A couple noteworthy things happened during my last 24 hours in Great Smoky Mountain National Park.
First of all, I met Trevor. He is only 2 parks away from visiting every single national park. That’s incredible! I was able to ask him a ton of questions about his journey thus far and gleam some wisdom.
Secondly, I volunteered at the Tremont Institute, an environmental education center located within the Smokies. Throughout the summer, they have regular citizens (such as myself) show up in an attempts to monitor and assess bird populations. The staff and interns are incredibly passionate about their work. It was refreshing to chit chat with people who dedicate their lives to studying the ecology of a national park.
Cades Cove is a pretty neat little place. Long before the Smokies were established as a national park, settlers moved into the valley and created homesteads. Life was difficult, but these folks sure knew how to work hard, build community, and enjoy life in the mountains. Their daily routines revolved around feeding their families, heeding their religion, and, of course, keeping those moonshine stills running. Despite living miles apart and lacking good roads, the Cades Coves settlers made it a priority to get together for good ol’ fashioned parties (typically involving some type of work, mind you).
Life was simpler back then, but I’d still miss WiFi.
For 5 days in a row, I spent most of my waking moments in the great outdoors. After averaging about 6 miles of hiking a day, it’s incredible how accustomed I became to being in nature. I appreciated the solitude that comes from hours of meandering and exploring through the woods.
And so it felt odd to remain indoors for a couple of days. My legs felt listless and time seemed to move at a slightly different pace. While the average American spends 93% of their life indoors, I have come to learn that I function best when I can traipse along trails or sit quietly in a meadow observing what’s going on around me. I have a theory that most people would be much more centered if they simply let themselves be outside more frequently.
As my buddy John Muir once said, “In every walk with nature one receives far more than he seeks.”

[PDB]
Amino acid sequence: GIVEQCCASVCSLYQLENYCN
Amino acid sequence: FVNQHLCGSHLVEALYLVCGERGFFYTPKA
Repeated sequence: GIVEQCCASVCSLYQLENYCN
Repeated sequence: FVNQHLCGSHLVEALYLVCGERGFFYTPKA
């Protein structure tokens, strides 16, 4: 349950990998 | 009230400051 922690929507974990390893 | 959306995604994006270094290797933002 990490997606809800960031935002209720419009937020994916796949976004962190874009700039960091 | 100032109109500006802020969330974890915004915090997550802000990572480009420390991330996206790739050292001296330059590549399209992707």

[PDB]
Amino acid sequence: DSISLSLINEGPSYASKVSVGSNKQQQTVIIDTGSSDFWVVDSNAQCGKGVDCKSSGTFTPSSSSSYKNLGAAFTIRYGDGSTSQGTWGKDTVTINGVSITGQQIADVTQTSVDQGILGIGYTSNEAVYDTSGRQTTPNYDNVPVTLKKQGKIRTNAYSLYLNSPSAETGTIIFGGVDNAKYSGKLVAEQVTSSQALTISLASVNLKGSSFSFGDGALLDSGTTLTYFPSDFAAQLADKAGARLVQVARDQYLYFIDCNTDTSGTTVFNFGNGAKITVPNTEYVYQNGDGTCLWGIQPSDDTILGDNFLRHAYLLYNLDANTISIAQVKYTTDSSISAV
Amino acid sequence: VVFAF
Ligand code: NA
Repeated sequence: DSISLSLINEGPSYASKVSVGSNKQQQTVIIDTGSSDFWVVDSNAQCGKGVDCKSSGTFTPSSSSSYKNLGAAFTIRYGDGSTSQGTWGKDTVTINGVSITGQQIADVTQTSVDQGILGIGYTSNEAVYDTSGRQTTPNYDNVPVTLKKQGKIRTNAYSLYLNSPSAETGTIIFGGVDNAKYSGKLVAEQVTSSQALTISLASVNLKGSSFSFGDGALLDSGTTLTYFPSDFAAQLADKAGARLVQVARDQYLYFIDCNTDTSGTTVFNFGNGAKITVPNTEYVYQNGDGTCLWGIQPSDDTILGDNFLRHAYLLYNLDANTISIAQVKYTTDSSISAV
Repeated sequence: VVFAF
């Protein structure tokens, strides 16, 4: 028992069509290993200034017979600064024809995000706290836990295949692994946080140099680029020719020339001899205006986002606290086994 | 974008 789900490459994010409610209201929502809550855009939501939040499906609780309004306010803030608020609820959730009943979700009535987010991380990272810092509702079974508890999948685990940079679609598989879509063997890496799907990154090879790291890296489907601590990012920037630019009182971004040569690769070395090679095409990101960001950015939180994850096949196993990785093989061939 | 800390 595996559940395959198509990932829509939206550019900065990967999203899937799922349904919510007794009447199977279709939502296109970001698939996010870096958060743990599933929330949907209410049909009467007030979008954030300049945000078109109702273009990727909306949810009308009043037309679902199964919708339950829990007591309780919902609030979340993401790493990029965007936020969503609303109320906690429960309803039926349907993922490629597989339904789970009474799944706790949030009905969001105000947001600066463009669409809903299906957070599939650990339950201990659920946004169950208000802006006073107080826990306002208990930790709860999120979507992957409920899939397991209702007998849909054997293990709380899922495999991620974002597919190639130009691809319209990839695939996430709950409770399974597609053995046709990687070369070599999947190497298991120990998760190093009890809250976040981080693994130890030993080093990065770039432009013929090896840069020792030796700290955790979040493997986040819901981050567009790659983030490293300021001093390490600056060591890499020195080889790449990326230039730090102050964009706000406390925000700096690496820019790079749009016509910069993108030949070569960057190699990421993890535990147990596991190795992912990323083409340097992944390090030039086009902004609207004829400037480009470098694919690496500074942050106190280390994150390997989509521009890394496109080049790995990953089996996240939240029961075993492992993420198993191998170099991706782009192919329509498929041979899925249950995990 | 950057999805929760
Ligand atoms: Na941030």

The Smokies are perfect for those seeking deliciously satisfying views. There are numerous drives, hikes, and strolls that take you to fabulous summits.
A popular destination within the Smokies is Clingman’s Dome. It’s a simple half-mile walk up a paved inclined trail that lands you at the base of an observation tower. On Monday, I trekked upwards along with throngs of tourists only to be disappointed by the hazy, crowded overlook.
On Thursday, I did a much more strenuous 2-mile hike to the summit of Chimney Tops. This hike was a test of endurance, grit, and quad muscles. Not only was the view astounding, it was so much more rewarding because I felt I actually had to work for it.
The easy way to the top wasn’t the best way; it was the effort and labor I invested in my Chimney Top climb that made the end experience so much more worth it. (Hopefully you’re understanding the life lesson in here).
No, I’m not talking about that convenient spigot full of fluoride-infused water that most Americans take for granted – I’m talking about rivers, streams, runs, brooks, creaks, and “cricks”. Great Smoky National Park is full of running water, flowing rapidly (yet sometimes leisurely) from the mountain crests.
I’ve been pretty spoiled to be able to hike along numerous streams, observe waterfalls, and even camp next to a river. The sound alone of cascading water is enough to make you feel like everything is all right in the world. I have come to the conclusion that running water is crucial, both to the various ecosystems dependent on its flow and to my own well-being.